Given the heat and humidity here, a good lawyer might be able to successfully argue that her actions were justified.
Kimberly Dunn of Lake City, Florida put an air conditioner up for sale on Facebook last year. Her husband, whom she was divorcing, and his brother came home to pick it up, and a scuffle ensued. The police report says that she first sat on the unit in order to keep her her and his brother from taking it away, and when her husband tried to remove her from the unit, she attempted to shock him with a pink stun gun.
The police say that the brother shouted “You shot my brother!” and choked Dunn until she blacked out. The ex-husband took the gun and brought it with him as he checked into a nearby hospital, after which Dunn was arrested.
In case you were wondering, Lake City is just southeast of the Okefenokee National Wildlife Refuge — yes, it’s a real place! — in that part of Florida where the phrase “Paddle faster; I hear banjos” is a survival strategy.
“I would cite you to the Apostle Paul and his clear and wise command in Romans 13 to obey the laws of the government, because God has ordained them for the purpose of order. Orderly and lawful processes are good in themselves and protect the weak and lawful.”
Just as Sessions reached for Romans 13 to justify the policy of family separation, so did the South’s theologians, such as Thornton Stringfellow, insist that scripture bestowed “the authority, from God himself, to hold men and women, and their increase, in slavery, and to transmit them as property forever.”
Here are verses 1 through 5 of Romans 13 from the New International Version (NIV) of the Bible, and they’re what Sessions is referring to:
1. Let everyone be subject to the governing authorities, for there is no authority except that which God has established. The authorities that exist have been established by God.
2. Consequently, whoever rebels against the authority is rebelling against what God has instituted, and those who do so will bring judgment on themselves.
3. For rulers hold no terror for those who do right, but for those who do wrong. Do you want to be free from fear of the one in authority? Then do what is right and you will be commended.
4. For the one in authority is God’s servant for your good. But if you do wrong, be afraid, for rulers do not bear the sword for no reason. They are God’s servants, agents of wrath to bring punishment on the wrongdoer.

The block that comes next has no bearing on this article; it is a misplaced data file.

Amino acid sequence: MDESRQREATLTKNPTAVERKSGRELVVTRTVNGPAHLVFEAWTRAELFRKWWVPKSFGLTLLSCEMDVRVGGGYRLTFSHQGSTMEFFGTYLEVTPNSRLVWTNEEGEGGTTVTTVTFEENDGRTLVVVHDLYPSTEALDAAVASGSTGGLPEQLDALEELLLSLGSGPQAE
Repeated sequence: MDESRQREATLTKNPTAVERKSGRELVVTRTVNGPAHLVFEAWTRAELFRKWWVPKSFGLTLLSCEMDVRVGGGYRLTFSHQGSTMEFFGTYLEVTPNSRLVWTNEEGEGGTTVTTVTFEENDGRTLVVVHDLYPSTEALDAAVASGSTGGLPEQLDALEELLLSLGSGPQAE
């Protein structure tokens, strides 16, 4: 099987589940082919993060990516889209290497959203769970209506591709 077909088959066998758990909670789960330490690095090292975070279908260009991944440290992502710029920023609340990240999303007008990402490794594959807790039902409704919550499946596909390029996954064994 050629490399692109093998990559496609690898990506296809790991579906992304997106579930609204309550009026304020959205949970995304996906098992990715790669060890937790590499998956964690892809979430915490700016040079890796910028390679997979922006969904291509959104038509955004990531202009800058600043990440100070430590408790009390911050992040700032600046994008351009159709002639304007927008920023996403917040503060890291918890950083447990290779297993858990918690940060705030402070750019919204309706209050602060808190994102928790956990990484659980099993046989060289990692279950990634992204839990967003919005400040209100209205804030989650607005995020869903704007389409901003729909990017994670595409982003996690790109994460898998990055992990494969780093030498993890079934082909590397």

5. Therefore, it is necessary to submit to the authorities, not only because of possible punishment but also as a matter of conscience.
Sessions is a Trump-style American conservative, and might rather that you forget about verses 6 and 7 of Romans 13, which tell you that taxes are a good thing:
6. This is also why you pay taxes, for the authorities are God’s servants, who give their full time to governing.
7. Give to everyone what you owe them: If you owe taxes, pay taxes; if revenue, then revenue; if respect, then respect; if honor, then honor.
And finally, there are verses 8 through 10, which basically say that “love your neighbor” is the law — everything else is a corollary:
8. Let no debt remain outstanding, except the continuing debt to love one another, for whoever loves others has fulfilled the law.
9. The commandments, “You shall not commit adultery,” “You shall not murder,” “You shall not steal,” “You shall not covet,” and whatever other command there may be, are summed up in this one command: “Love your neighbor as yourself.”
10. Love does no harm to a neighbor. Therefore love is the fulfillment of the law.
One of the best deals you’ll find at Costco is their food court’s quarter-pound hot dog and refillable 20-ounce drink, which sells for a mere $1.50. The price has remained unchanged since 1984, when they first sold them as a trial run for their food service, and counter to what you’d expect for something that sells at the same price for decades, both the hot dog and the drink are larger than the original.
One of the reasons why they’ve never increased the price of the dog is a directive from Costco co-founder and former CEO Jim Sinegal. When discussing the subject with current CEO Craig Jelinek, who said they were losing money on each sale of the dog-and-drink combo, he replied:
“If you raise [the price of] the effing hot dog, I will kill you. Figure it out.”
Compared to the money that Costco makes, the money they lose on the hot dog combo is a rounding error, and with the goodwill that buys, they might as well consider it a marketing expense with a nice rate of return. Even so, they’ve still taken some measures to reduce their costs without reducing quality by switching away from their original hot dog supplier, Hebrew National, and making their own, and by cutting a deal with Pepsi for the drinks.
People are (rightfully) suspicious of free stuff.
You might wonder why Costco simply doesn’t make the hot dog and drink combo free instead of charging a ridiculously low fee for it, especially since it’s a members-only store. My feeling is that if the combo was free, it would quickly become an abused privilege. The $1.50 barrier, low as it is, prevents Costco shoppers from going overboard, and may even give the combo an air of legitimacy that it might not have if it was free.
Although the hot dog deal’s been around for almost 35 years, there’s been a recent spate of interest in it, as evidenced by these articles: